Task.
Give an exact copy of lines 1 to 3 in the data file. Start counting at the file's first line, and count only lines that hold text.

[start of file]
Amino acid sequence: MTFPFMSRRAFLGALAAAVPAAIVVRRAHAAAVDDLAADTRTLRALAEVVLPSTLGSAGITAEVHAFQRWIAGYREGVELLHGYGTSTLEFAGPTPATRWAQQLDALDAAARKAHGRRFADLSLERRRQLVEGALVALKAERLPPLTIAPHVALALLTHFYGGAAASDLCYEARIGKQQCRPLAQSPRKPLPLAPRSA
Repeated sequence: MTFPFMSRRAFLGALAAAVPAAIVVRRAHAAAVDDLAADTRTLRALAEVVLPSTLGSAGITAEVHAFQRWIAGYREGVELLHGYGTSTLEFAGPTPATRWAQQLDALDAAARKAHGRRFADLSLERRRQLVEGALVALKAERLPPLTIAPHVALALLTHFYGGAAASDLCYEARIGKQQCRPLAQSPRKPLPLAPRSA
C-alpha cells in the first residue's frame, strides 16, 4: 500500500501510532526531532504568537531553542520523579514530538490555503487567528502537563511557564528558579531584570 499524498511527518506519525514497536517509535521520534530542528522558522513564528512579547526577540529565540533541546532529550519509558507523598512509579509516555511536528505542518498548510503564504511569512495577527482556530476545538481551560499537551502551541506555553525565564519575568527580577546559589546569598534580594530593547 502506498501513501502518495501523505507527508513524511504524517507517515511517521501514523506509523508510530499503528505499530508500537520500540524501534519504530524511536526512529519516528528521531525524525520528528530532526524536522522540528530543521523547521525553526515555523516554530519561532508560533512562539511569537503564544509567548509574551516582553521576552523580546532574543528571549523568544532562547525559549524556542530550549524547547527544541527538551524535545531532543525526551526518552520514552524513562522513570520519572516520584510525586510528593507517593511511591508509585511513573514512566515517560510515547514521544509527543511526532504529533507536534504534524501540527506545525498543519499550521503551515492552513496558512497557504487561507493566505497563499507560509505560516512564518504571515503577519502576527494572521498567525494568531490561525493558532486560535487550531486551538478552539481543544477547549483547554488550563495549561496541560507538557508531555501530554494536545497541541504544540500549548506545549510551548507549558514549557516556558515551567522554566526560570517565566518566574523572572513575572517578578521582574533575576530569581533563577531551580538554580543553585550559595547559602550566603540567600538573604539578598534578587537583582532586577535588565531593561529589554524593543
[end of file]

Amino acid sequence: MTFPFMSRRAFLGALAAAVPAAIVVRRAHAAAVDDLAADTRTLRALAEVVLPSTLGSAGITAEVHAFQRWIAGYREGVELLHGYGTSTLEFAGPTPATRWAQQLDALDAAARKAHGRRFADLSLERRRQLVEGALVALKAERLPPLTIAPHVALALLTHFYGGAAASDLCYEARIGKQQCRPLAQSPRKPLPLAPRSA
Repeated sequence: MTFPFMSRRAFLGALAAAVPAAIVVRRAHAAAVDDLAADTRTLRALAEVVLPSTLGSAGITAEVHAFQRWIAGYREGVELLHGYGTSTLEFAGPTPATRWAQQLDALDAAARKAHGRRFADLSLERRRQLVEGALVALKAERLPPLTIAPHVALALLTHFYGGAAASDLCYEARIGKQQCRPLAQSPRKPLPLAPRSA
C-alpha cells in the first residue's frame, strides 16, 4: 500500500501510532526531532504568537531553542520523579514530538490555503487567528502537563511557564528558579531584570 499524498511527518506519525514497536517509535521520534530542528522558522513564528512579547526577540529565540533541546532529550519509558507523598512509579509516555511536528505542518498548510503564504511569512495577527482556530476545538481551560499537551502551541506555553525565564519575568527580577546559589546569598534580594530593547 502506498501513501502518495501523505507527508513524511504524517507517515511517521501514523506509523508510530499503528505499530508500537520500540524501534519504530524511536526512529519516528528521531525524525520528528530532526524536522522540528530543521523547521525553526515555523516554530519561532508560533512562539511569537503564544509567548509574551516582553521576552523580546532574543528571549523568544532562547525559549524556542530550549524547547527544541527538551524535545531532543525526551526518552520514552524513562522513570520519572516520584510525586510528593507517593511511591508509585511513573514512566515517560510515547514521544509527543511526532504529533507536534504534524501540527506545525498543519499550521503551515492552513496558512497557504487561507493566505497563499507560509505560516512564518504571515503577519502576527494572521498567525494568531490561525493558532486560535487550531486551538478552539481543544477547549483547554488550563495549561496541560507538557508531555501530554494536545497541541504544540500549548506545549510551548507549558514549557516556558515551567522554566526560570517565566518566574523572572513575572517578578521582574533575576530569581533563577531551580538554580543553585550559595547559602550566603540567600538573604539578598534578587537583582532586577535588565531593561529589554524593543